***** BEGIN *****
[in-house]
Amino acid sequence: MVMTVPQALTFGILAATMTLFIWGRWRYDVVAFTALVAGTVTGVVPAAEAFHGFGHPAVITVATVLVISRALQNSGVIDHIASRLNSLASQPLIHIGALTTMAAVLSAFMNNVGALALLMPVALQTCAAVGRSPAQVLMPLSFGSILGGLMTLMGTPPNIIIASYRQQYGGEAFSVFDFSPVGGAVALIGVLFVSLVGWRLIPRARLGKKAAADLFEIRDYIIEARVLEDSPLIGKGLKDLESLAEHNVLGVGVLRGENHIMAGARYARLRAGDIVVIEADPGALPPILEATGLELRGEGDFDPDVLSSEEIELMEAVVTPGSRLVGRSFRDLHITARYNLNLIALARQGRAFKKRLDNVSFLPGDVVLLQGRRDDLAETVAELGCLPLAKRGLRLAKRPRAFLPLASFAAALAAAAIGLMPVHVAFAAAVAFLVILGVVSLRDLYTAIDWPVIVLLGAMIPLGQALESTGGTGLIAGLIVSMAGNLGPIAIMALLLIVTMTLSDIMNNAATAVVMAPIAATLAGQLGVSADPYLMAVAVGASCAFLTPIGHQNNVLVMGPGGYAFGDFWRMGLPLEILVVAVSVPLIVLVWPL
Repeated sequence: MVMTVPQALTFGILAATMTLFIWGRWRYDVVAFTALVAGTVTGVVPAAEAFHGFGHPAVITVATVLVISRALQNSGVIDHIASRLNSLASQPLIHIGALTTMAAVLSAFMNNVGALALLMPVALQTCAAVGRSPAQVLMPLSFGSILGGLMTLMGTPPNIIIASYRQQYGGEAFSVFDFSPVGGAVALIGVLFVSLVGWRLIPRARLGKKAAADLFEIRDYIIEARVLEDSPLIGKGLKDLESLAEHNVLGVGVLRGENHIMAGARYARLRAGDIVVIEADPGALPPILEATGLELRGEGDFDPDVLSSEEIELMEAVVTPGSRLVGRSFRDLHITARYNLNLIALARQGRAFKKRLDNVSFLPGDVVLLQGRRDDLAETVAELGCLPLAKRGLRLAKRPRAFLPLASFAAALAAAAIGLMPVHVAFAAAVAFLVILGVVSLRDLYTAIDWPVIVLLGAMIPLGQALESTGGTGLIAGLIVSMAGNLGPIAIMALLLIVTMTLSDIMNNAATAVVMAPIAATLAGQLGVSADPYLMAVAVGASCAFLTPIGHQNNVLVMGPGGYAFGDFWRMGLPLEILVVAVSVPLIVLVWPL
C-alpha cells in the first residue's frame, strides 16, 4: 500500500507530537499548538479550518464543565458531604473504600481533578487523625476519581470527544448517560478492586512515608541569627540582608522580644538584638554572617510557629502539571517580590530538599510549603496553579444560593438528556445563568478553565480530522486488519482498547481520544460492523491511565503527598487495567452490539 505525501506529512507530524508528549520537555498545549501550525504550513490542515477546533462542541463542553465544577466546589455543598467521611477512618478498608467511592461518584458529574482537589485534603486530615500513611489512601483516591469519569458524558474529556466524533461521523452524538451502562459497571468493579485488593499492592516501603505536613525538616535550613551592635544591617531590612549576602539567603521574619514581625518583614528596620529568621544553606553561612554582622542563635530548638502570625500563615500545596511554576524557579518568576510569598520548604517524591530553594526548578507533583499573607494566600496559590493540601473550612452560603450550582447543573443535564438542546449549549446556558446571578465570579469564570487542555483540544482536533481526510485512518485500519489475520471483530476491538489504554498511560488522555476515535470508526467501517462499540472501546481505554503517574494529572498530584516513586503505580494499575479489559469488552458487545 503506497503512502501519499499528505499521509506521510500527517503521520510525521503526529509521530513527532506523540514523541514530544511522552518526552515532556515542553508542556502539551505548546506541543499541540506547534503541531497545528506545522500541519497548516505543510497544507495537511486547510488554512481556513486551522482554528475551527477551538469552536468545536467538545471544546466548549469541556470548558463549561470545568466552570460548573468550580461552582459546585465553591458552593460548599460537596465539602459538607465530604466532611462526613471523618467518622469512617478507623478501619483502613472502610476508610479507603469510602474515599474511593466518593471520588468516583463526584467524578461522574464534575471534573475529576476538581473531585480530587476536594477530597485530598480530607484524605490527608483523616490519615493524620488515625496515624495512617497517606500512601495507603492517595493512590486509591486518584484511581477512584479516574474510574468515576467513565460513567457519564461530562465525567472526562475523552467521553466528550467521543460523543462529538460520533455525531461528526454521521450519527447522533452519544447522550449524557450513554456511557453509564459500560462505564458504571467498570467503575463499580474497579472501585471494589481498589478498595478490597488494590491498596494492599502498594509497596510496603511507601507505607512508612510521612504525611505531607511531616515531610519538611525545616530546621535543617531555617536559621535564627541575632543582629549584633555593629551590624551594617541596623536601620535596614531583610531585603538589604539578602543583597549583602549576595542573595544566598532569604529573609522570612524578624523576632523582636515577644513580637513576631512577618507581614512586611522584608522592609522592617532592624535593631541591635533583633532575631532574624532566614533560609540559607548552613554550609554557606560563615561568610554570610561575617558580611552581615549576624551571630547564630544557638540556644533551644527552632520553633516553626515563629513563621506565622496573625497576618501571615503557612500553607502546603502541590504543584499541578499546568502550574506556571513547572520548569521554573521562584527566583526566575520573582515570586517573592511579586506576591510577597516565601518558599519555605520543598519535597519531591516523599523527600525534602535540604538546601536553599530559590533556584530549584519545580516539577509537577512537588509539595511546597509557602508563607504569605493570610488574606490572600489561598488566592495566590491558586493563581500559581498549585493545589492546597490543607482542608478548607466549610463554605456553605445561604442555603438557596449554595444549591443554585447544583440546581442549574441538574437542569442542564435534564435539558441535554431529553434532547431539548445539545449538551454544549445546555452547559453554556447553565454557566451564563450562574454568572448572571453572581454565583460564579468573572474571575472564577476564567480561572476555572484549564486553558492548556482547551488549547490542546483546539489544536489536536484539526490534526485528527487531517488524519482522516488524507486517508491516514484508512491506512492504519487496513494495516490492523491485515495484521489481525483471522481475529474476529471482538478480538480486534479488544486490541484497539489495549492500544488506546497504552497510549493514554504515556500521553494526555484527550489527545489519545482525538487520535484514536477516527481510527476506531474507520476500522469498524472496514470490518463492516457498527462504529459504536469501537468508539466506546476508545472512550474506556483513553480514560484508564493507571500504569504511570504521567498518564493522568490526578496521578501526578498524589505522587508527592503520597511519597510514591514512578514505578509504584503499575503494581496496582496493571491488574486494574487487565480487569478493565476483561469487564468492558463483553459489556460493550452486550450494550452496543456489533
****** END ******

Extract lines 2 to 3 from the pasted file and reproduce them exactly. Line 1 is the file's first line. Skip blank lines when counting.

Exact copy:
Amino acid sequence: MVMTVPQALTFGILAATMTLFIWGRWRYDVVAFTALVAGTVTGVVPAAEAFHGFGHPAVITVATVLVISRALQNSGVIDHIASRLNSLASQPLIHIGALTTMAAVLSAFMNNVGALALLMPVALQTCAAVGRSPAQVLMPLSFGSILGGLMTLMGTPPNIIIASYRQQYGGEAFSVFDFSPVGGAVALIGVLFVSLVGWRLIPRARLGKKAAADLFEIRDYIIEARVLEDSPLIGKGLKDLESLAEHNVLGVGVLRGENHIMAGARYARLRAGDIVVIEADPGALPPILEATGLELRGEGDFDPDVLSSEEIELMEAVVTPGSRLVGRSFRDLHITARYNLNLIALARQGRAFKKRLDNVSFLPGDVVLLQGRRDDLAETVAELGCLPLAKRGLRLAKRPRAFLPLASFAAALAAAAIGLMPVHVAFAAAVAFLVILGVVSLRDLYTAIDWPVIVLLGAMIPLGQALESTGGTGLIAGLIVSMAGNLGPIAIMALLLIVTMTLSDIMNNAATAVVMAPIAATLAGQLGVSADPYLMAVAVGASCAFLTPIGHQNNVLVMGPGGYAFGDFWRMGLPLEILVVAVSVPLIVLVWPL
Repeated sequence: MVMTVPQALTFGILAATMTLFIWGRWRYDVVAFTALVAGTVTGVVPAAEAFHGFGHPAVITVATVLVISRALQNSGVIDHIASRLNSLASQPLIHIGALTTMAAVLSAFMNNVGALALLMPVALQTCAAVGRSPAQVLMPLSFGSILGGLMTLMGTPPNIIIASYRQQYGGEAFSVFDFSPVGGAVALIGVLFVSLVGWRLIPRARLGKKAAADLFEIRDYIIEARVLEDSPLIGKGLKDLESLAEHNVLGVGVLRGENHIMAGARYARLRAGDIVVIEADPGALPPILEATGLELRGEGDFDPDVLSSEEIELMEAVVTPGSRLVGRSFRDLHITARYNLNLIALARQGRAFKKRLDNVSFLPGDVVLLQGRRDDLAETVAELGCLPLAKRGLRLAKRPRAFLPLASFAAALAAAAIGLMPVHVAFAAAVAFLVILGVVSLRDLYTAIDWPVIVLLGAMIPLGQALESTGGTGLIAGLIVSMAGNLGPIAIMALLLIVTMTLSDIMNNAATAVVMAPIAATLAGQLGVSADPYLMAVAVGASCAFLTPIGHQNNVLVMGPGGYAFGDFWRMGLPLEILVVAVSVPLIVLVWPL